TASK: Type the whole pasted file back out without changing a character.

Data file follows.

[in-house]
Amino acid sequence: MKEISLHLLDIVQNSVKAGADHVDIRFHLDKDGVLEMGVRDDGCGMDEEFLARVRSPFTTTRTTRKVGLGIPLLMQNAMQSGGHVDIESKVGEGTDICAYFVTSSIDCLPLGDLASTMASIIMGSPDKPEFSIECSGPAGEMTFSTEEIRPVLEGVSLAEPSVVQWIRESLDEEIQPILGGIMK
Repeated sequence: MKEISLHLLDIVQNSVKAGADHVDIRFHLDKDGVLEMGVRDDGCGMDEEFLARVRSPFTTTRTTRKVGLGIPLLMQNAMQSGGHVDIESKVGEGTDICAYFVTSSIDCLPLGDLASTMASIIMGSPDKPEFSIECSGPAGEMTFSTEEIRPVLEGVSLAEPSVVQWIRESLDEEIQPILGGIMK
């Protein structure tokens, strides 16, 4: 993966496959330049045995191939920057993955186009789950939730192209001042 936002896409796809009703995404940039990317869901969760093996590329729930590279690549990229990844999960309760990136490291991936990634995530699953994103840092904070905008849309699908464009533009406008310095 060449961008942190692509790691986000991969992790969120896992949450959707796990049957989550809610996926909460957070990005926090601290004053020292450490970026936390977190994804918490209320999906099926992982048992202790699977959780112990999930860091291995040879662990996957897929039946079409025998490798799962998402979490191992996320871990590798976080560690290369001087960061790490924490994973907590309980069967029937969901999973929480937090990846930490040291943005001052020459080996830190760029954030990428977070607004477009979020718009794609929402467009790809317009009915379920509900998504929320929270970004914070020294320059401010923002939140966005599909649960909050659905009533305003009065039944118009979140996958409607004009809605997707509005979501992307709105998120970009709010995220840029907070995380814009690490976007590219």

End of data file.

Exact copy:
[in-house]
Amino acid sequence: MKEISLHLLDIVQNSVKAGADHVDIRFHLDKDGVLEMGVRDDGCGMDEEFLARVRSPFTTTRTTRKVGLGIPLLMQNAMQSGGHVDIESKVGEGTDICAYFVTSSIDCLPLGDLASTMASIIMGSPDKPEFSIECSGPAGEMTFSTEEIRPVLEGVSLAEPSVVQWIRESLDEEIQPILGGIMK
Repeated sequence: MKEISLHLLDIVQNSVKAGADHVDIRFHLDKDGVLEMGVRDDGCGMDEEFLARVRSPFTTTRTTRKVGLGIPLLMQNAMQSGGHVDIESKVGEGTDICAYFVTSSIDCLPLGDLASTMASIIMGSPDKPEFSIECSGPAGEMTFSTEEIRPVLEGVSLAEPSVVQWIRESLDEEIQPILGGIMK
């Protein structure tokens, strides 16, 4: 993966496959330049045995191939920057993955186009789950939730192209001042 936002896409796809009703995404940039990317869901969760093996590329729930590279690549990229990844999960309760990136490291991936990634995530699953994103840092904070905008849309699908464009533009406008310095 060449961008942190692509790691986000991969992790969120896992949450959707796990049957989550809610996926909460957070990005926090601290004053020292450490970026936390977190994804918490209320999906099926992982048992202790699977959780112990999930860091291995040879662990996957897929039946079409025998490798799962998402979490191992996320871990590798976080560690290369001087960061790490924490994973907590309980069967029937969901999973929480937090990846930490040291943005001052020459080996830190760029954030990428977070607004477009979020718009794609929402467009790809317009009915379920509900998504929320929270970004914070020294320059401010923002939140966005599909649960909050659905009533305003009065039944118009979140996958409607004009809605997707509005979501992307709105998120970009709010995220840029907070995380814009690490976007590219």